The question is will they have enough skill to win against Team Canada, Team Sweden, Team Russia and even Team North America, which is loaded with young talent. Team USA looks powerful, but they also need to be productive.
Video: WSH@BOS: Niskanen rips one past Rask to win it in OT
4. Even more surprises from Team USA
The Team USA surprises weren't limited to the forwards. There were some unpredictable picks on defense as well, with Erik Johnson (Avalanche), Jack Johnson (Blue Jackets) and Matt Niskanen (Washington Capitals) selected to the team.
Among those passed over were 2014 Olympians Kevin Shattenkirk (Blues), Cam Fowler (Ducks), Justin Faulk (Carolina Hurricanes) and Paul Martin (Sharks).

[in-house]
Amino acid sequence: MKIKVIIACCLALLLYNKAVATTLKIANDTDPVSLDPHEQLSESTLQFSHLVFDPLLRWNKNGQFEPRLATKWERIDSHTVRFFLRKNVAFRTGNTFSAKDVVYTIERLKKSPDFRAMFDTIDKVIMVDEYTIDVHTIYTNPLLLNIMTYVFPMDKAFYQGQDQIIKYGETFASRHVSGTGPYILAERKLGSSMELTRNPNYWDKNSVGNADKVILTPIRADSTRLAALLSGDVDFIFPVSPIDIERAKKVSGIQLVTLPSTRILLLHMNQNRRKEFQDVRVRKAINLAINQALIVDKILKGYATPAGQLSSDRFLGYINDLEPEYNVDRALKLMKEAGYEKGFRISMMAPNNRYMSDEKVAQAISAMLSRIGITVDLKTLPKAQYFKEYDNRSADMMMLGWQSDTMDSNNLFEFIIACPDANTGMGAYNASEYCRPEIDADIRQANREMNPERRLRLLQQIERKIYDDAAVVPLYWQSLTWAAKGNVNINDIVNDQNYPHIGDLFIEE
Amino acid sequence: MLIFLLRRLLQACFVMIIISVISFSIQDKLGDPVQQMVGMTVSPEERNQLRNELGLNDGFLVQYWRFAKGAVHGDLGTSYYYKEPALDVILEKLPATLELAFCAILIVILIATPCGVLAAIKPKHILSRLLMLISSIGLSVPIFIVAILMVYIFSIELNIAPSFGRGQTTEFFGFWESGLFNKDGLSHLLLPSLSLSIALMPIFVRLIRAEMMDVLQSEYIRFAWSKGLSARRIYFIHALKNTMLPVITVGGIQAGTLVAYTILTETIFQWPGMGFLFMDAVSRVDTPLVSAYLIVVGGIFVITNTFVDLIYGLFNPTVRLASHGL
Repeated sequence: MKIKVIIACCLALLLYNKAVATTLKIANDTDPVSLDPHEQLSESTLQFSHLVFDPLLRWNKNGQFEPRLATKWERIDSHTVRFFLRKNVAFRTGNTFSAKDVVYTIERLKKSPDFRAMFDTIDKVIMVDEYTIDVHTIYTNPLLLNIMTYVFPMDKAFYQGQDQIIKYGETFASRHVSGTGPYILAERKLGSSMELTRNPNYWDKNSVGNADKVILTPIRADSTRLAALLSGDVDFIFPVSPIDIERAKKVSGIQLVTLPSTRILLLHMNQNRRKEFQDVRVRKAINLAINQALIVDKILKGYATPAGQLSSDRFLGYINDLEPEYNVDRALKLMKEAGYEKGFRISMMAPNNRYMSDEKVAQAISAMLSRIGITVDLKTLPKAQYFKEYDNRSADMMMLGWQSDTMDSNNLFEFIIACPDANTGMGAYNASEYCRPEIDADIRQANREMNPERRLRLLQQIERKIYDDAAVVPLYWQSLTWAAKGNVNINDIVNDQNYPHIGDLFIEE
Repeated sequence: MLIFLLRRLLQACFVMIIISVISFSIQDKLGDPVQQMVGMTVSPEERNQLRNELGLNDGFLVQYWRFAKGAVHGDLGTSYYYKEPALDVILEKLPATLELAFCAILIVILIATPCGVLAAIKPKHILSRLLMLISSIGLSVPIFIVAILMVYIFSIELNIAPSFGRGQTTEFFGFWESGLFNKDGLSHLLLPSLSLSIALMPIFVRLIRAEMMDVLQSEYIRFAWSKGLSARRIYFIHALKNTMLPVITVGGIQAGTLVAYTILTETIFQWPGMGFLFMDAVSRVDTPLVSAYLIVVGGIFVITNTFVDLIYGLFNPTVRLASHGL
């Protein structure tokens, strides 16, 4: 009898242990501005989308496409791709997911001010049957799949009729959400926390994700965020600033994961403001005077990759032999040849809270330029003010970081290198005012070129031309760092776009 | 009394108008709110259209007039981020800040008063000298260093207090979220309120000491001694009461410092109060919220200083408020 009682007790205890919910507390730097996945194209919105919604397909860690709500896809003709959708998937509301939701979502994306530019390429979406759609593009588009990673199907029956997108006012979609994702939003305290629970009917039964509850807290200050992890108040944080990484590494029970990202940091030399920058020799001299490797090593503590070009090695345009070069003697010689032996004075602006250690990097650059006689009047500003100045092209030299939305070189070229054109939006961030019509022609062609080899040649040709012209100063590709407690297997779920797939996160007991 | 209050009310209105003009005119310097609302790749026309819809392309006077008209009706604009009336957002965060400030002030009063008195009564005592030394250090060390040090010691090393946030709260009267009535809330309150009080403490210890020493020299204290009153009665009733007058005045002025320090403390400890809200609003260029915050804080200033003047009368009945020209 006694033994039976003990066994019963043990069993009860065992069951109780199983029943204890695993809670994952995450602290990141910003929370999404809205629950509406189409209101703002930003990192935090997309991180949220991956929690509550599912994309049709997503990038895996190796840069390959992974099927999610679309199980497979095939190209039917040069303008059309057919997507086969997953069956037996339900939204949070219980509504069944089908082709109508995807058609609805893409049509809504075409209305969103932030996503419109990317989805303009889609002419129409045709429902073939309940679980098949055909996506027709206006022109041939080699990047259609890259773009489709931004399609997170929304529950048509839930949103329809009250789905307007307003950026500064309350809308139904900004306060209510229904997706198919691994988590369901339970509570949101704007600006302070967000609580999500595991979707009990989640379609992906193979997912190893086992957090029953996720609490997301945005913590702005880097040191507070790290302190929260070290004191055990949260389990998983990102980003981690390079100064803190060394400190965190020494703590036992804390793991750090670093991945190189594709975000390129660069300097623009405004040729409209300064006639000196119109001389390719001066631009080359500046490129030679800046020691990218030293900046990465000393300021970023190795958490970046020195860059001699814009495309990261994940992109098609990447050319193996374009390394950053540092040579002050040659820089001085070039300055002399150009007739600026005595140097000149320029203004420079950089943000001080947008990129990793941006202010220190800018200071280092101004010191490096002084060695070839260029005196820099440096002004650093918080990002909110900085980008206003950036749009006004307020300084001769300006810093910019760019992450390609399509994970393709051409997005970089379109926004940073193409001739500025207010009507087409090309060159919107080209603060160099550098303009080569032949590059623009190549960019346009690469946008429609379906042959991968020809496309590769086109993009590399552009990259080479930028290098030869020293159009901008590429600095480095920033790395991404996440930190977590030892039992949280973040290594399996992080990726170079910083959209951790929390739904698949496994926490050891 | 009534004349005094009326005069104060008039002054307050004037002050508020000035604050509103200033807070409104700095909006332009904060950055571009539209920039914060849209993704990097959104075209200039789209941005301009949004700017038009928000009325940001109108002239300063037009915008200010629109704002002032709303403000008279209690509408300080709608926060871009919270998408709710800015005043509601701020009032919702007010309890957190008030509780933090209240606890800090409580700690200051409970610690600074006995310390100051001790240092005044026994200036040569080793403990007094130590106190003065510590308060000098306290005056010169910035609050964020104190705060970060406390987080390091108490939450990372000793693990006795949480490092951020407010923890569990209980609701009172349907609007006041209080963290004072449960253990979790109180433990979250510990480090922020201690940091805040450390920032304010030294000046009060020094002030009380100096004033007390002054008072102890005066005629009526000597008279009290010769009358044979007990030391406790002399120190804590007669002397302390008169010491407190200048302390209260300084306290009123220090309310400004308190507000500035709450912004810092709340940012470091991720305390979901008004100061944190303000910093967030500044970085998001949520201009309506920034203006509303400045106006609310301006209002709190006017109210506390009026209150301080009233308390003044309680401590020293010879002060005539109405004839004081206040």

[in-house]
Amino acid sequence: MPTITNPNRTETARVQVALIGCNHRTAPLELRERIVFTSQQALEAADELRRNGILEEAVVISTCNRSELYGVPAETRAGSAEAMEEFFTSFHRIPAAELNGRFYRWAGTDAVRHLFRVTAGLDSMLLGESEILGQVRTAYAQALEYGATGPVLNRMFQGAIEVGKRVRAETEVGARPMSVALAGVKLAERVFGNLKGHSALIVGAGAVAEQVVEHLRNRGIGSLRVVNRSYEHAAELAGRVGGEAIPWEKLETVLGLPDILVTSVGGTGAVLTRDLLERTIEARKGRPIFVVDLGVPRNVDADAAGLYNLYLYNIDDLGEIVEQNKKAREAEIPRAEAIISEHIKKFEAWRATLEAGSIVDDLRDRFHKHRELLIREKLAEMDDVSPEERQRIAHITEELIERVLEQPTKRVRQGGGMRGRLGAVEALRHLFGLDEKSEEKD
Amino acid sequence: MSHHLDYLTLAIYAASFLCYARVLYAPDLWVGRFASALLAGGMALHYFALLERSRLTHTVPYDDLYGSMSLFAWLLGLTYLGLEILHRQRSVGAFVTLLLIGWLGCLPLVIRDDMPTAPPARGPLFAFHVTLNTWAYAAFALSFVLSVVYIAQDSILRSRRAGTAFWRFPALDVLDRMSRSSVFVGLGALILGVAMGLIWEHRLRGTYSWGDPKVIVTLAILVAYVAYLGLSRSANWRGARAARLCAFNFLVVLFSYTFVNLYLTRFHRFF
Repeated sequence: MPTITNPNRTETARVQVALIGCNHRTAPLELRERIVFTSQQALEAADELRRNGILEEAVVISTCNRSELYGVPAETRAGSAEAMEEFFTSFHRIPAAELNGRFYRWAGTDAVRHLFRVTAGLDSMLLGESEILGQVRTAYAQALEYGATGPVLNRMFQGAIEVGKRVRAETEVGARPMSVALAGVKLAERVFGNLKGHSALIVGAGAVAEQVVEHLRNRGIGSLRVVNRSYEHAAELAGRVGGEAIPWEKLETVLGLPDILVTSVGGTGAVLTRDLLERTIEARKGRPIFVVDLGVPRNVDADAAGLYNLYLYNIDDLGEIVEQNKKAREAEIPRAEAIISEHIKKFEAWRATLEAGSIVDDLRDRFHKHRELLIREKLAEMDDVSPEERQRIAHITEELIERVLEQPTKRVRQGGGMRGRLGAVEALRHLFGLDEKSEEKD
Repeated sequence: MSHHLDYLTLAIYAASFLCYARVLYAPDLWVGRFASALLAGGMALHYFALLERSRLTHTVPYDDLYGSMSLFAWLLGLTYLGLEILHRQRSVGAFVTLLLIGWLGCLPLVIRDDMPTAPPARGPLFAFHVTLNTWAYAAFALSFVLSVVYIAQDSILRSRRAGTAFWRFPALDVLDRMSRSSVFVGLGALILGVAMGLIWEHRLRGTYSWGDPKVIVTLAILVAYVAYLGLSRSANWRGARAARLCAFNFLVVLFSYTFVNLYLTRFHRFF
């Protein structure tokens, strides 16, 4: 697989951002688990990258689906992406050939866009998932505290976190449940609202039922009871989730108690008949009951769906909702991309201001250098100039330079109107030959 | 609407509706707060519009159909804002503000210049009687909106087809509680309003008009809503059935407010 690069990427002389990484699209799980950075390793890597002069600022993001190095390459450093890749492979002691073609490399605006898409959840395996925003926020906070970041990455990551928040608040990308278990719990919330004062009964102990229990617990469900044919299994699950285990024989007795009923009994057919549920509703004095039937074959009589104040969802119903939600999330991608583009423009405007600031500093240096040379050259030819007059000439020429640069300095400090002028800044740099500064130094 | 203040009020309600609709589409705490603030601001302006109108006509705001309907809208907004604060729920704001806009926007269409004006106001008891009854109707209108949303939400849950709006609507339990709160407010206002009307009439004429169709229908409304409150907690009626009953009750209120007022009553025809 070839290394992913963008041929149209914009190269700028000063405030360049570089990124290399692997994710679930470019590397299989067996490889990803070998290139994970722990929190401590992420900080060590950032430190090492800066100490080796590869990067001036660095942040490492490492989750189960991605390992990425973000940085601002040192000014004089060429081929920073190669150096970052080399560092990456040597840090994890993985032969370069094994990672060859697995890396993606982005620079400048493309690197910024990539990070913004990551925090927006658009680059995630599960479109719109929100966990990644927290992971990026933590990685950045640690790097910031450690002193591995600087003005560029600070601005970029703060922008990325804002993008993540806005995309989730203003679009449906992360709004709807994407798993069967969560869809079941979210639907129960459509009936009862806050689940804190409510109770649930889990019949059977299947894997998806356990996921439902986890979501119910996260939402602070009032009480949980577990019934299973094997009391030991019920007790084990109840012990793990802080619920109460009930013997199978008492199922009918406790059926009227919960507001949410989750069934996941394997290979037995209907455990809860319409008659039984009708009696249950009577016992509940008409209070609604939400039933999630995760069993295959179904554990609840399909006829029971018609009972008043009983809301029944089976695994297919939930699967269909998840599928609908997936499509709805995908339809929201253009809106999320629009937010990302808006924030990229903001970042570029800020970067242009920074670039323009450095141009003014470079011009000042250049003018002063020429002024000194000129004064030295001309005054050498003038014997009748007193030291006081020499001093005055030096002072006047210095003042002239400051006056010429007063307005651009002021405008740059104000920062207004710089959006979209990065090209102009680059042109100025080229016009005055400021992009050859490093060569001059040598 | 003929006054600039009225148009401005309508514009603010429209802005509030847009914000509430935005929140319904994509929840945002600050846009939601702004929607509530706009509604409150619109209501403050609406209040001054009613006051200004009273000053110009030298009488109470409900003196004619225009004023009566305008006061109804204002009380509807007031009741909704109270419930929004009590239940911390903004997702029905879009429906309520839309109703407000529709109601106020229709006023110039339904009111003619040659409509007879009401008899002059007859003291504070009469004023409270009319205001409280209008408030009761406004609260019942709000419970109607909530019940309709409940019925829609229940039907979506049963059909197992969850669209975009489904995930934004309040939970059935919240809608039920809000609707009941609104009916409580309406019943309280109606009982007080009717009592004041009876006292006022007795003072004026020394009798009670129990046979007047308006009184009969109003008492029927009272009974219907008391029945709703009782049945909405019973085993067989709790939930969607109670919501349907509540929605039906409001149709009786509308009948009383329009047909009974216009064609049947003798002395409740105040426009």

Keith Yandle (New York Rangers), Torey Krug (Bruins) and Nick Leddy (New York Islanders), all strong skaters and puck movers, also did not make the team.
Video: TBL@PIT, Gm7: Drouin whips puck past Murray
5. Matthews, Drouin make it; Galchenyuk does not
Auston Matthews, who is projected to be taken by the Toronto Maple Leafs with the No. 1 pick in the 2016 NHL Draft, will get his first taste of Toronto and Air Canada Centre in September. The pressure will be on, especially if the Maple Leafs do take him.
Matthews definitely helped his cause at the World Championship, where he led the U.S. with six goals in 10 games.
Considering where Jonathan Drouin's career appeared to be going a few months ago, it's remarkable he found his way back to not only be a top-six forward with the Lightning in the Stanley Cup Playoffs, but to be selected for the Team North America roster.
The major surprise from Team North America's seven additions was the player who didn't make it.